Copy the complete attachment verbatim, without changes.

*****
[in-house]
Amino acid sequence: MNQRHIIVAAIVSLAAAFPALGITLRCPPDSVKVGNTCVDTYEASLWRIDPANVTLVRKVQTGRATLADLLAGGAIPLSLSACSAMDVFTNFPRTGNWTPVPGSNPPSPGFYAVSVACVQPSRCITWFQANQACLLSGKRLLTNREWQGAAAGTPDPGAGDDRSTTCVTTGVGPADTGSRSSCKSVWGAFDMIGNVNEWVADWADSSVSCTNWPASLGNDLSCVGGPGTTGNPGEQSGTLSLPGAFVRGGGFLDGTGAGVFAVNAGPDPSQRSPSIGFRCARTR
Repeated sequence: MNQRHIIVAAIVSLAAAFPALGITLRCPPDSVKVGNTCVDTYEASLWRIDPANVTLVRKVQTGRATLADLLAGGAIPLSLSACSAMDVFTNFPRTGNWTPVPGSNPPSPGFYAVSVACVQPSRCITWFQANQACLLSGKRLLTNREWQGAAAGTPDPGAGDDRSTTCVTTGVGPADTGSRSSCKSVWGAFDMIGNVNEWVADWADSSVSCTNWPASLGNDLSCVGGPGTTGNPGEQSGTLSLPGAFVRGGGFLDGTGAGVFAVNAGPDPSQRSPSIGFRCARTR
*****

[in-house]
Amino acid sequence: MNQRHIIVAAIVSLAAAFPALGITLRCPPDSVKVGNTCVDTYEASLWRIDPANVTLVRKVQTGRATLADLLAGGAIPLSLSACSAMDVFTNFPRTGNWTPVPGSNPPSPGFYAVSVACVQPSRCITWFQANQACLLSGKRLLTNREWQGAAAGTPDPGAGDDRSTTCVTTGVGPADTGSRSSCKSVWGAFDMIGNVNEWVADWADSSVSCTNWPASLGNDLSCVGGPGTTGNPGEQSGTLSLPGAFVRGGGFLDGTGAGVFAVNAGPDPSQRSPSIGFRCARTR
Repeated sequence: MNQRHIIVAAIVSLAAAFPALGITLRCPPDSVKVGNTCVDTYEASLWRIDPANVTLVRKVQTGRATLADLLAGGAIPLSLSACSAMDVFTNFPRTGNWTPVPGSNPPSPGFYAVSVACVQPSRCITWFQANQACLLSGKRLLTNREWQGAAAGTPDPGAGDDRSTTCVTTGVGPADTGSRSSCKSVWGAFDMIGNVNEWVADWADSSVSCTNWPASLGNDLSCVGGPGTTGNPGEQSGTLSLPGAFVRGGGFLDGTGAGVFAVNAGPDPSQRSPSIGFRCARTR